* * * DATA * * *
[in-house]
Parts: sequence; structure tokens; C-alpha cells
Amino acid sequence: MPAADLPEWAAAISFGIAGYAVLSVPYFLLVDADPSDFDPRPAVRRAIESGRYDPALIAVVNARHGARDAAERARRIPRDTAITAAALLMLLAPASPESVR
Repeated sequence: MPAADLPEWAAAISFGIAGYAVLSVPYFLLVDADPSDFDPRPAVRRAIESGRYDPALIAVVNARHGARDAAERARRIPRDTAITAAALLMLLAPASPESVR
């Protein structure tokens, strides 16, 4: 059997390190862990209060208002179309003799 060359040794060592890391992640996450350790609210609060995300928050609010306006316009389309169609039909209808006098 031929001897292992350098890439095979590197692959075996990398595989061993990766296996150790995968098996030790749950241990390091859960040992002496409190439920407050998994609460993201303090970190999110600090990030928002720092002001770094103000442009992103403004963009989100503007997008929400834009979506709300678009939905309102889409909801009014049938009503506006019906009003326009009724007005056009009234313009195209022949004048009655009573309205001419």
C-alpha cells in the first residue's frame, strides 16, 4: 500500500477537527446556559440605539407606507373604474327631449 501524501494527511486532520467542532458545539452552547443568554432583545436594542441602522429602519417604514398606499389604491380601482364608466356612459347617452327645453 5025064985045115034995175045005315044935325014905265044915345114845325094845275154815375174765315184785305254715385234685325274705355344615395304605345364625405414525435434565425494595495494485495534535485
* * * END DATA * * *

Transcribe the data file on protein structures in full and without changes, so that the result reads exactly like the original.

[in-house]
Parts: sequence; structure tokens; C-alpha cells
Amino acid sequence: MPAADLPEWAAAISFGIAGYAVLSVPYFLLVDADPSDFDPRPAVRRAIESGRYDPALIAVVNARHGARDAAERARRIPRDTAITAAALLMLLAPASPESVR
Repeated sequence: MPAADLPEWAAAISFGIAGYAVLSVPYFLLVDADPSDFDPRPAVRRAIESGRYDPALIAVVNARHGARDAAERARRIPRDTAITAAALLMLLAPASPESVR
């Protein structure tokens, strides 16, 4: 059997390190862990209060208002179309003799 060359040794060592890391992640996450350790609210609060995300928050609010306006316009389309169609039909209808006098 031929001897292992350098890439095979590197692959075996990398595989061993990766296996150790995968098996030790749950241990390091859960040992002496409190439920407050998994609460993201303090970190999110600090990030928002720092002001770094103000442009992103403004963009989100503007997008929400834009979506709300678009939905309102889409909801009014049938009503506006019906009003326009009724007005056009009234313009195209022949004048009655009573309205001419």
C-alpha cells in the first residue's frame, strides 16, 4: 500500500477537527446556559440605539407606507373604474327631449 501524501494527511486532520467542532458545539452552547443568554432583545436594542441602522429602519417604514398606499389604491380601482364608466356612459347617452327645453 5025064985045115034995175045005315044935325014905265044915345114845325094845275154815375174765315184785305254715385234685325274705355344615395304605345364625405414525435434565425494595495494485495534535485